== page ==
The challenge was to create a “tribe” — a global online community to run a very real village on a remote South Sea island in an ambitious venture billed as part eco-tourism, part social studies experiment.
Four years on, not all has gone exactly to plan for Ben Keene, founder of Tribewanted.com, designed to marry the powers of the internet and green tourism to set up an eco-community on the palm-fringed Fijian island of Vorovoro.
But, after the threat of bankruptcy, a cyber conspiracy, cyclones and a military coup, Keene is now about to extend the project to an even more challenging location — Sierra Leone in West Africa.
The 30-year-old British entrepreneur aims to transform the country’s reputation for blood diamonds, AK-toting child soldiers and brutal civil war to a destination offering paradisical white beaches, lush rainforest and fishing boats laden with glistening local catch. But, as he launches Tribewanted Sierra Leone, the fast-changing nature of the internet has dictated this will be less cyber experiment, more “volun-tourism”, it seems.
The setting will be the white sands of John Obey beach, 32km from Freetown, the capital to which former prime minister Tony Blair deployed British troops to prevent the Revolutionary United Front rebel army from overunning the city, thus rescuing an elected govenment and ending Sierra Leone’s civil war in 2002.
Blair, officially made a paramount chief in 2007, has since spearheaded a campaign to promote tourism as a vital source of income for one of the world’s poorest nations. The Western tourists who used to visit its beaches defected to nearby Gambia as war ravaged the country for 10 years.
Now Keene’s vision is for “tribe” members working with a local fishing village, population 352, to build the first sustainable eco-community resort from scratch in “Sweet Salone”, as Sierra Leone is known.
When he first launched Tribewanted, the site became a media phenomenon.
The idea was that for a membership fee of a minimum of £120, potential tribe members could buy the right to live on Vorovoro for a few weeks each year and help build a village — or just sunbathe. All the decisions, such as what to build and who to elect as monthly chief, would be voted for online by the rest of the “tribe”.
The upfront money would pay for building materials and wages to local people from whom the island was leased. The huge media attention it received globally ensured the tribe quickly grew to 700 members from 35 countries.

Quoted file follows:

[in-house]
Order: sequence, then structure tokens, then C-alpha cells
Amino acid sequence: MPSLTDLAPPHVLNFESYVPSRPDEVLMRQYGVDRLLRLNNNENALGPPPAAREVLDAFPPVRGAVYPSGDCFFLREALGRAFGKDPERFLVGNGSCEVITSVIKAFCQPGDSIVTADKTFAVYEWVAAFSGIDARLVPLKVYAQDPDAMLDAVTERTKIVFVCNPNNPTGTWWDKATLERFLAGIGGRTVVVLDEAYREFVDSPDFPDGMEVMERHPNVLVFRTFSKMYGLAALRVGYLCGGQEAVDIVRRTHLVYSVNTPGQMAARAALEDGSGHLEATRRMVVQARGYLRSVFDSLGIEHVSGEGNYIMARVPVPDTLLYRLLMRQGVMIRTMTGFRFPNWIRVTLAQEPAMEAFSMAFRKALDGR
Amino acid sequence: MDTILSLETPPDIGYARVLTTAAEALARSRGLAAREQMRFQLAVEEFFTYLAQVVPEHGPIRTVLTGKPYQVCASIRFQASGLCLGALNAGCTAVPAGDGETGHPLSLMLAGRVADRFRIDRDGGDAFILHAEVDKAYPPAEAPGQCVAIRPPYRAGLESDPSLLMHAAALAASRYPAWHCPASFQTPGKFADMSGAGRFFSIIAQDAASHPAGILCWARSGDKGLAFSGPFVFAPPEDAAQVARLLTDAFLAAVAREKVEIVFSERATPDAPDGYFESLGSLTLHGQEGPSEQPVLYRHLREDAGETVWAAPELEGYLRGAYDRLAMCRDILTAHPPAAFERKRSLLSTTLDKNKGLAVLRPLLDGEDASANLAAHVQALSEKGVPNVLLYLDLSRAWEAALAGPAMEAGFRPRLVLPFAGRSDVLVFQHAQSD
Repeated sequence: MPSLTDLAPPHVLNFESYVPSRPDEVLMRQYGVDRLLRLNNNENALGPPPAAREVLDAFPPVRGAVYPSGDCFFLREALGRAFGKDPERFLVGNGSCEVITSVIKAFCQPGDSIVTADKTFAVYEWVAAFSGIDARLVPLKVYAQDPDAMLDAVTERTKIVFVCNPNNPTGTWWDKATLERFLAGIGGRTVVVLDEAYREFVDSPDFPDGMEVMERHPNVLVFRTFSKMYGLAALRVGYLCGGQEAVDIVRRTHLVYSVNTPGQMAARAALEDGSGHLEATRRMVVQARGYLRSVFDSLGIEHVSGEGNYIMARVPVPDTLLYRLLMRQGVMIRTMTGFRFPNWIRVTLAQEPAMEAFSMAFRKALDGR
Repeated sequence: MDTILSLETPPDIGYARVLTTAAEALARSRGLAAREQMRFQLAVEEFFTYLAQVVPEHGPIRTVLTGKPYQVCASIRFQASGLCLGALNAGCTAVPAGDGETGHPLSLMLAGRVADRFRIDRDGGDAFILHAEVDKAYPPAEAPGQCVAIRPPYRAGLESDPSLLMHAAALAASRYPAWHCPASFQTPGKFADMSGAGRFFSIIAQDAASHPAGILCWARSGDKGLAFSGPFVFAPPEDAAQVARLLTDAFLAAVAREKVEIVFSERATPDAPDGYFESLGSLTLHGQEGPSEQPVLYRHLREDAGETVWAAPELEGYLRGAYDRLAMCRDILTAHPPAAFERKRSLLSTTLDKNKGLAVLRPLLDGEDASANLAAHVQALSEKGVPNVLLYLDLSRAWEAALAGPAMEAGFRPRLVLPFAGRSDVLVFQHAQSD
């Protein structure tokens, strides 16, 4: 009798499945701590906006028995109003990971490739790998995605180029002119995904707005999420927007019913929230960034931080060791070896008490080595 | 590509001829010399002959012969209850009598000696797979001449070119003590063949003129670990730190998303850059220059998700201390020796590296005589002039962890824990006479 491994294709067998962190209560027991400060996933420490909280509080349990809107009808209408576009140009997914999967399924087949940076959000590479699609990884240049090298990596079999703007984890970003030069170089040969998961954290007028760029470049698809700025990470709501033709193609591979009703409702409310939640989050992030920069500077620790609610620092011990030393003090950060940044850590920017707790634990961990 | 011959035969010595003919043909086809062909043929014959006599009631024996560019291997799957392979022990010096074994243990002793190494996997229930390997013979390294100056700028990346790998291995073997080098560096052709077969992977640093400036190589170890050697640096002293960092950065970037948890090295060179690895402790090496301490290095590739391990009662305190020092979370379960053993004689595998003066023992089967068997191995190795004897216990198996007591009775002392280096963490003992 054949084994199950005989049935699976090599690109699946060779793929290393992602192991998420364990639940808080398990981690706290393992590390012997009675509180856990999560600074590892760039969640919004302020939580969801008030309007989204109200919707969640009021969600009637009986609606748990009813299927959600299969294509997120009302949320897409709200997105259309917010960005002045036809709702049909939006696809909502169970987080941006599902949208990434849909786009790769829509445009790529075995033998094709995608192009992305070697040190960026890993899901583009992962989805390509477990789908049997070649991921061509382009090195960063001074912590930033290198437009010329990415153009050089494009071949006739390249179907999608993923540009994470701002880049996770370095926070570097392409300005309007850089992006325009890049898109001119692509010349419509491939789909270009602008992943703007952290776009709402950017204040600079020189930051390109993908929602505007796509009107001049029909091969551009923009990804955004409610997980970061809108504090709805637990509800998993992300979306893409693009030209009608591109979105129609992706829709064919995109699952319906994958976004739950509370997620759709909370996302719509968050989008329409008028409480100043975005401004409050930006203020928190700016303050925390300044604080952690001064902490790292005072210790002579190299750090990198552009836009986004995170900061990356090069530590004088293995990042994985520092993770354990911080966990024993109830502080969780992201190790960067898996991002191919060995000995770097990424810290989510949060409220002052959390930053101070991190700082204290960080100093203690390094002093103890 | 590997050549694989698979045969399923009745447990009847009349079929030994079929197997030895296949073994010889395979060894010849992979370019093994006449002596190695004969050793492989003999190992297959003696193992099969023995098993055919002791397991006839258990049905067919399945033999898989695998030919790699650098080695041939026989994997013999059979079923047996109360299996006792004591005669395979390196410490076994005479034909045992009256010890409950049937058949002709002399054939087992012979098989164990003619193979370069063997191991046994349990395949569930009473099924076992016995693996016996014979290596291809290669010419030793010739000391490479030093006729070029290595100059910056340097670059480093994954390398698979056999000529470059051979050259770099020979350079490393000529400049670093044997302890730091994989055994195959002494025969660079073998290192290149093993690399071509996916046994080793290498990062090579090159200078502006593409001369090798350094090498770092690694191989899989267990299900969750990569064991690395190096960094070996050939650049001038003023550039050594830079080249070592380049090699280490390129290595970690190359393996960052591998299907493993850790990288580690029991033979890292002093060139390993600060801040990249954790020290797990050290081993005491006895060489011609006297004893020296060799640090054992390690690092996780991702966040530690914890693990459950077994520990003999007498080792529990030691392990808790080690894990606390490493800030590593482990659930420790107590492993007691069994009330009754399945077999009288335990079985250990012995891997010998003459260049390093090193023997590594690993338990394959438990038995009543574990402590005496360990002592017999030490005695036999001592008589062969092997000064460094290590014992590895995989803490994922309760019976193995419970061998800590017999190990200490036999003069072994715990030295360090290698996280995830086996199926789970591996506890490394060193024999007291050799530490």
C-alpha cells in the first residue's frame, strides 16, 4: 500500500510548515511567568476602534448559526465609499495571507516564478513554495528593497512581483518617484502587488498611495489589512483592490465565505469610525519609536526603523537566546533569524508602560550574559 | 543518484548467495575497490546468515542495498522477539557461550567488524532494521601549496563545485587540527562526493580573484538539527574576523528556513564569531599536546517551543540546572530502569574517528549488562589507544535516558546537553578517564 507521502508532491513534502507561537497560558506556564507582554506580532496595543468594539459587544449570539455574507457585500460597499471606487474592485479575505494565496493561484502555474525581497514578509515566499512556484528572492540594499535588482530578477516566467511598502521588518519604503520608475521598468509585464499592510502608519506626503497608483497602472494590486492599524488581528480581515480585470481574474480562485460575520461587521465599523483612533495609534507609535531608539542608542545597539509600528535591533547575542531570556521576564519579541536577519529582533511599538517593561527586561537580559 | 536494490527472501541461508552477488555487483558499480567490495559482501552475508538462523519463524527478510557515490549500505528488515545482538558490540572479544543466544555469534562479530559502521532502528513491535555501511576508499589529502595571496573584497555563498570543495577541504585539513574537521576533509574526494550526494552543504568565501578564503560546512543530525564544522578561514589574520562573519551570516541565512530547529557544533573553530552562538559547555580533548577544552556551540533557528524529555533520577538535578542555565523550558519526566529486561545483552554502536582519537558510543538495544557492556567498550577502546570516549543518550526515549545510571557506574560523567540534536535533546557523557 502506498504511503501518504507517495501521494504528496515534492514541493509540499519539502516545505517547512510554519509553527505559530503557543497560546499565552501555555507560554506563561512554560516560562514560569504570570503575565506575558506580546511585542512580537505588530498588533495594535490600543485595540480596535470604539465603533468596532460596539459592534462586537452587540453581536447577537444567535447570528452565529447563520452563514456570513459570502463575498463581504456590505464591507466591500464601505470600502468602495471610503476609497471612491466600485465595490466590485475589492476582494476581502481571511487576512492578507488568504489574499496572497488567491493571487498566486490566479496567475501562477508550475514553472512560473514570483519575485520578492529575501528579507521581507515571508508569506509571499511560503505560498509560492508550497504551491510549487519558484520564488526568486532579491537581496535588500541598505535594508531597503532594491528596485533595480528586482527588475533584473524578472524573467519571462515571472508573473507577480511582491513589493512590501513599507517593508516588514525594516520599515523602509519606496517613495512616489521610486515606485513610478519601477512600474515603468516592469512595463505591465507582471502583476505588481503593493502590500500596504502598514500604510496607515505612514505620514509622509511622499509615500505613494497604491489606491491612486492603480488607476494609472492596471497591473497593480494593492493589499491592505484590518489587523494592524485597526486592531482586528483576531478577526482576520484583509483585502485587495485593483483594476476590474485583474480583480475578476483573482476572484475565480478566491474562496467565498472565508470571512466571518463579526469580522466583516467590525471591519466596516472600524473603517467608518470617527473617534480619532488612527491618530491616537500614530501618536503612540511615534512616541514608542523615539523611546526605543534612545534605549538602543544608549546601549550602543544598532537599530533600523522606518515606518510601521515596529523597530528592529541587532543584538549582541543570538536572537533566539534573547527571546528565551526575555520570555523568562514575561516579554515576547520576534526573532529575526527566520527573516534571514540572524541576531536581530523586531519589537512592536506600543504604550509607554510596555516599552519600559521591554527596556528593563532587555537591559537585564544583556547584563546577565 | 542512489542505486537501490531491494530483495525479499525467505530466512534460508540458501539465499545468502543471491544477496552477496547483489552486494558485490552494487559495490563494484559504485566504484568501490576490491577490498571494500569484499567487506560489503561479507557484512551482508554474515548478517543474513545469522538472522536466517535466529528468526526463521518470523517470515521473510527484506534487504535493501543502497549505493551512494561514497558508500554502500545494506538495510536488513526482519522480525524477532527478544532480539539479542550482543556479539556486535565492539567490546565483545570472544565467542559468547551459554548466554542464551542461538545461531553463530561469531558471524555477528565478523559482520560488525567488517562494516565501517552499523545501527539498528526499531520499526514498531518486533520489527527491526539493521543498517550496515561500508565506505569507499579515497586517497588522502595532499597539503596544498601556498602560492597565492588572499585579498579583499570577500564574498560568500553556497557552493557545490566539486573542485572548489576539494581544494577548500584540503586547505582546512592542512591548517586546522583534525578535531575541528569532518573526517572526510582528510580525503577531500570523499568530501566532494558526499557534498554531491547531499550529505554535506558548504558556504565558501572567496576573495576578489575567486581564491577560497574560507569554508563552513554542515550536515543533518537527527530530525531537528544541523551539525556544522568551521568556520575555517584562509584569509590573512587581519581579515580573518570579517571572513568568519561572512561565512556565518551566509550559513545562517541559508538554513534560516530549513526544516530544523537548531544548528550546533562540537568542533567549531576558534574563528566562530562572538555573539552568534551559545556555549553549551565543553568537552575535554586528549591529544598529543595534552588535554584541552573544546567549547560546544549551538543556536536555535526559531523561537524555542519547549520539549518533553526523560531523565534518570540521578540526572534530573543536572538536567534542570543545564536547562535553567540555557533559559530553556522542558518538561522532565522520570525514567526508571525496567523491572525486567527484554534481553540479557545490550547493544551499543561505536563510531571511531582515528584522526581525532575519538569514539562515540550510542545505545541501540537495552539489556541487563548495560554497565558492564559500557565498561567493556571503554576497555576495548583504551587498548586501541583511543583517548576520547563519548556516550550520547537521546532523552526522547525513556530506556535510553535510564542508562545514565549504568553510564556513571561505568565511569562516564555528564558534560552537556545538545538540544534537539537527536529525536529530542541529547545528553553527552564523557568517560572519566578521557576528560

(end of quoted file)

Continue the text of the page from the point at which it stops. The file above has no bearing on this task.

Then trouble struck. “Facebook,” said Keene. “When Facebook hit the UK, which was about six months after we started, 90% of our members stopped chatting on our site, and moved to Facebook, so it was much harder to keep track.”
Then false internet rumours that it was a scam “almost killed us”.
“The internet can make you, and break you. And it almost broke us,” he said. “This 19-year-old blogger in California started rumours, and of course it’s exactly the type of conspiracy theory that fuels traffic online. So we suddenly got hit, overnight. We went from taking £5 000 a day in membership fees to under £500. And we never regained that momentum.”
Vorovoro has survived, with the financial battle to keep it going chronicled by the BBC in the documentary Paradise or Bust. Today the lease has been extended for another five years.
Since 2006 it has had 2 000 paying tribe members, with 1 100 visiting and staying for an average of two weeks, and more than 10 000 following the project online, said Keene who estimates the project has contributed £600 000 in total to the local community.
So has it been a success? “I think 50-50. Did it create a complete decision-making community online running the fate of a village on the other side of the world? No. But did we actually get people engaged with a place, a culture and its characters before they went on holiday? Yes. And that is already happening with Sierra Leone.”
This time there will be no “crowd-funding” the project through upfront contributions. People can become tribe members by donating a minimum of £20 to the local non-profit community organisations working in partnership with Tribewanted, or by paying £295 for a week’s stay. It opens in October when building work will start on creating a beach village of eco-domes. “Be warned: for those coming in the first six months it will be BYT — bring your own tent,” said Keene.
He disputes criticism that, stripped of its original concept, the project is little more than another “adventure” for young backpackers. “Tribewanted is not volunteering. Nor is it resort tourism. It’s something in between, I guess.” —